Friday, October 9
Harry and Horsie
by Katie Van Camp
pictures by Lincoln Agnew
Balzer+Bray / HarperCollins 2009
Here we have the promise of some truly bold retro graphics marred by a weak text with the faint whiff of celebrity, second-hand by-association celebrity at that.
Late at night, while she should be sleeping, Harry sneaks out of bed and grabs his Bubble Blooper down, a 50s space gun that shoots large bloopy bubbles. The bubble are large an sturdy enough to pick up toys from Harry's room and send them airborne. But when a bubble takes Harry's stuffed Horsie it's superhero Harry on his rocket into deep space for a rescue.
The star here isn't Harry but the art, that look like a cross between block prints four-color offset comics. Seriously, if I could, there are a few pages in here I'd love to own prints of and have framed. They certainly don't suffer from a lack of 264 digital color process, with bold blue-black outlines and deft use of spot color.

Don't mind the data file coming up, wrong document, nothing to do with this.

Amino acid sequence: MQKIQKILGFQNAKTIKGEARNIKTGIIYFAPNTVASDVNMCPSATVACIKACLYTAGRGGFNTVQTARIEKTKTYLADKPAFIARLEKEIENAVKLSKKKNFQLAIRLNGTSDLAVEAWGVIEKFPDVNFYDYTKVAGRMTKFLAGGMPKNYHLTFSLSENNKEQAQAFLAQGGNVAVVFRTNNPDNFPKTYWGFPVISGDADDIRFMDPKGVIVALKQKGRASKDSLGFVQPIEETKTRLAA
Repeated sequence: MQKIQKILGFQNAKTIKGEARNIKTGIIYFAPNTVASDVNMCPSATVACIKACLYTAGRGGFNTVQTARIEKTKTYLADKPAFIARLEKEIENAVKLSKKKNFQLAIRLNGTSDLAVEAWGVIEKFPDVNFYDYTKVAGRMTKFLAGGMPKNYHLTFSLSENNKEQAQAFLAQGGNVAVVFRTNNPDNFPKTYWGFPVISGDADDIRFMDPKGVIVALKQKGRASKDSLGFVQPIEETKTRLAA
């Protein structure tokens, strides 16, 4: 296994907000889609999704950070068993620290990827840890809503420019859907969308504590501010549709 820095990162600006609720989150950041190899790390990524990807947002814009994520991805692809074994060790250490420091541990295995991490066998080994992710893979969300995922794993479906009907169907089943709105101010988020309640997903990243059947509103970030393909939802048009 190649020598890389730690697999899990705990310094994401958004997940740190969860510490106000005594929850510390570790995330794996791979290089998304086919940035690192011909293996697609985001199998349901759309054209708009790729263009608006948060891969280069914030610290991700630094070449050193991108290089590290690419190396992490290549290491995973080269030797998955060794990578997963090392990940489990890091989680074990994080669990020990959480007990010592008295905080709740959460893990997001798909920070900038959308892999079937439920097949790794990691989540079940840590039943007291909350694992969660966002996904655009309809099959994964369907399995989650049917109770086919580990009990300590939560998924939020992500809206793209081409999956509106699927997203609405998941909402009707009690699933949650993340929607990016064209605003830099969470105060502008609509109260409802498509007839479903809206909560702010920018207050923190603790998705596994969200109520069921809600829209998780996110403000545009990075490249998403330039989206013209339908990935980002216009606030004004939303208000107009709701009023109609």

The story? Eh.
Van Camp holds the distinction of being the former nanny of a boy named Harry who really does have a Horsie and happens to be the son of Late Night impresario David Letterman. Yeah, that's the second-hand celebrity connection. The story itself is fairly light – typical hero-to-the-rescue night-journey stuff – with no real peril, no real growth involved. It isn't necessarily a bad story, but the art is much stronger that the text and that only highlights the disparity.